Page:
Sec 227-Discharge: If, upon consideration of the record of the case and the documents submitted therewith, and after hearing the submissions of the accused and the prosecution in this behalf, the Judge considers that there is not sufficient ground for proceeding against the accused, he shall discharge the accused and record his reasons for so doing.
P.Vijayan vs State Of Kerala & Anr1.
If two views are possible and one of them gives rise to suspicion only, as distinguished from grave suspicion, the Trial Judge will be empowered to discharge the accused and at this stage he is not to see whether the trial will end in conviction or acquittal. Further, the words “not sufficient ground for proceeding against the accused” clearly show that the Judge is not a mere Post Office to frame the charge at the behest of the prosecution, but has to exercise his judicial mind to the facts of the case in order to determine whether a case for trial has been made out by the prosecution. In assessing this fact, it is not necessary for the Court to enter into the pros and cons of the matter or into a weighing and balancing of evidence and probabilities which is really the function of the Court, after the trial starts. At the stage of Section 227, the Judge has merely to sift the evidence in order to find out whether or not there is sufficient ground for proceeding against the accused. In other words, the sufficiency of ground would take within its fold the nature of the evidence recorded by the police or the documents produced before the Court which ex facie disclose that there are suspicious circumstances against the accused so as to frame a charge against him.
SCOPE OF Section 227, Cr.P.C., 1973.
⇒ State of Bihar vs. Ramesh Singh2 (Single Bench)
Strong suspicion against the accused, if the matter remains in the region of suspicion, cannot take the place of proof of his guilt at the conclusion of the trial. But at the initial stage if there is a strong suspicion which leads the Court to think that there is ground for presuming that the accused has committed an offence then it is not open to the Court to say that there is no sufficient ground for proceeding against the accused. The presumption of the guilt of the accused which is to be drawn at the initial stage is not in the sense of the law governing the trial of criminal cases in France where the accused is presumed to be guilty unless the contrary is proved. But it is only for the purpose of deciding prima facie whether the Court should proceed with the trial or not. If the evidence which the Prosecutor proposes to adduce to prove the guilt of the accused even if fully accepted before it is challenged in cross-examination or rebutted by the defence evidence, if any, cannot show that the accused committed the offence, then there will be no sufficient ground for proceeding with the trial.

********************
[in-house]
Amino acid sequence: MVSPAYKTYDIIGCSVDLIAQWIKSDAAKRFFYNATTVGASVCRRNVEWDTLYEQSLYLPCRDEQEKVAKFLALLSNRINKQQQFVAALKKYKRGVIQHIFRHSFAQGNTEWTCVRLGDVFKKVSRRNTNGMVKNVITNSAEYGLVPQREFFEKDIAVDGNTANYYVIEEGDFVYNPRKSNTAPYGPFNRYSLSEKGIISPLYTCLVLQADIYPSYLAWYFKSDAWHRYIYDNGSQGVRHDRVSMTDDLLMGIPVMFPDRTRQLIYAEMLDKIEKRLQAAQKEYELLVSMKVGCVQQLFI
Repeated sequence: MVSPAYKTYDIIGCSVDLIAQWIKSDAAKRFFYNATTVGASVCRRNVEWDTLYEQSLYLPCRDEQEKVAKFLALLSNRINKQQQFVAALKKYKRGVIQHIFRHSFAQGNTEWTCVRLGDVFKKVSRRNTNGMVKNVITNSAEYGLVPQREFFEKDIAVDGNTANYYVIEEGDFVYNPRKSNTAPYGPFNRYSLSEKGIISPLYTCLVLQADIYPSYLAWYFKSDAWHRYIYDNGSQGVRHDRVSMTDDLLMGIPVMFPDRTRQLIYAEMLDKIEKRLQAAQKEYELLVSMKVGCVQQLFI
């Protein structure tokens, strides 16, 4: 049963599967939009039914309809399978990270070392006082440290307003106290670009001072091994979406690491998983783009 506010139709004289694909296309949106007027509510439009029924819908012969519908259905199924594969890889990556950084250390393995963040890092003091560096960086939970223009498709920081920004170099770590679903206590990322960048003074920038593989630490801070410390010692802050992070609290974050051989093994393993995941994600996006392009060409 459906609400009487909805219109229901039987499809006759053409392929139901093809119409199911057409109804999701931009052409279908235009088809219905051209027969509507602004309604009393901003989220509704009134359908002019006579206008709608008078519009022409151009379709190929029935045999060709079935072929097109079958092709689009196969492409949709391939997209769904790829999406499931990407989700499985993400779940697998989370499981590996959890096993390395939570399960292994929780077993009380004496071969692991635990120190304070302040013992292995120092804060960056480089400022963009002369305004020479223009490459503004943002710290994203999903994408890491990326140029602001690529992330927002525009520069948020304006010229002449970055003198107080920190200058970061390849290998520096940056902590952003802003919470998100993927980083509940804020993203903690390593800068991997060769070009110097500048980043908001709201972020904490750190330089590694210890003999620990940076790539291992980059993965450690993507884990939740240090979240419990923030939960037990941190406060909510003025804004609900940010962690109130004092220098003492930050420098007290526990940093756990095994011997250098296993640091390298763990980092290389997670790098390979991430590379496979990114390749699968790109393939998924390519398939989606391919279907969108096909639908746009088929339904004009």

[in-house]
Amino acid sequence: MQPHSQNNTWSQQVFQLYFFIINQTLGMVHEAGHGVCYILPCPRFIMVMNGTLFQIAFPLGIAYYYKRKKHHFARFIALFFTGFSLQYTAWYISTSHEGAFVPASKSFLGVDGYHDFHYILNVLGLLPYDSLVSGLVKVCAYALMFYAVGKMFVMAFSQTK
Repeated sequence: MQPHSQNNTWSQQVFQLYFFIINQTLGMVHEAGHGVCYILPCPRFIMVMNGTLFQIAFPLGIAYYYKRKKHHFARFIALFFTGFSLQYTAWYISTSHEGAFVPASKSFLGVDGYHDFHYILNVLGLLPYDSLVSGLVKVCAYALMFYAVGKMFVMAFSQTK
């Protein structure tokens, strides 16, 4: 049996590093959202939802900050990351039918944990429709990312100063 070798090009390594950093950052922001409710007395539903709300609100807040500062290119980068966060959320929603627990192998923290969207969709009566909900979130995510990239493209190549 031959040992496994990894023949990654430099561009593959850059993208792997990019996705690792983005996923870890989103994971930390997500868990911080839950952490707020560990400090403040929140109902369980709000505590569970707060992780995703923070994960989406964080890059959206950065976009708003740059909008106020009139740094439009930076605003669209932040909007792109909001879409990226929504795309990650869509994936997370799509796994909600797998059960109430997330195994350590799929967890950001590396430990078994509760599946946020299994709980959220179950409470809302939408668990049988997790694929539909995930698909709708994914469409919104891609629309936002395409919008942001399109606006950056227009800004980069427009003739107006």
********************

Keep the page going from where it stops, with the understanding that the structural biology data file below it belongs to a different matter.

HELD: strong suspicion may not take the place of the proof at the trial stage, yet it may be sufficient for the satisfaction of the Trial Judge in order to frame a charge against the accused.
⇒ Union of India vs. Prafulla Kumar Samal3 (Doubel Bench).
The Apex court enunciated the following 4 principles:
That the Judge while considering the question of framing the charges under Section 227 of the Code has the undoubted power to sift and weigh the evidence for the limited purpose of finding out whether or not a prima facie case against the accused has been made out.
Where the materials placed before the Court disclose grave suspicion against the accused which has not been properly explained the Court will be fully justified in framing a charge and proceeding with the trial.
The test to determine a prima facie case would naturally depend upon the facts of each case and it is difficult to lay down a rule of universal application. By and large however if two views are equally possible and the Judge is satisfied that the evidence produced before him while giving rise to some suspicion but not grave suspicion against the accused, he will be fully within his right to discharge the accused.
That in exercising his jurisdiction under Section 227 of the Code the Judge which under the present Code is a senior and experienced court cannot act merely as a Post Office or a mouthpiece of the prosecution, but has to consider the broad probabilities of the case, the total effect of the evidence and the documents produced before the Court, any basic infirmities appearing in the case and so on. However, this does not mean that the Judge should make a roving enquiry into the pros and cons of the matter and weigh the evidence as if he was conducting a trial.
⇒ Soma Chakravarty vs. State through CBI4 (Single Bench)
The Supreme Court of India held that if on the basis of material on record the Court could form an opinion that the accused might have committed offence it can frame the charge, though for conviction the conclusion is required to be proved beyond reasonable doubt that the accused has committed the offence.
At the time of framing of the charges the probative value of the material on record cannot be gone into, and the material brought on record by the prosecution has to be accepted as true. Before framing a charge the court must apply its judicial mind on the material placed on record and must be satisfied that the commission of offence by the accused was possible (possibility of commission of the offence). Whether, in fact, the accused committed the offence, can only be decided in the trial. Charge may although be directed to be framed when there exists a strong suspicion but it is also trite that the Court must come to a prima facie finding that there exist some materials therefor. Suspicion alone, without anything more, cannot form the basis therefor or held to be sufficient for framing charge.
- AIR 2010 SC 663.
- (1977) 4 SCC 39.
- (1979) 3 SCC 4.
- (2007) 5 SCC 403.
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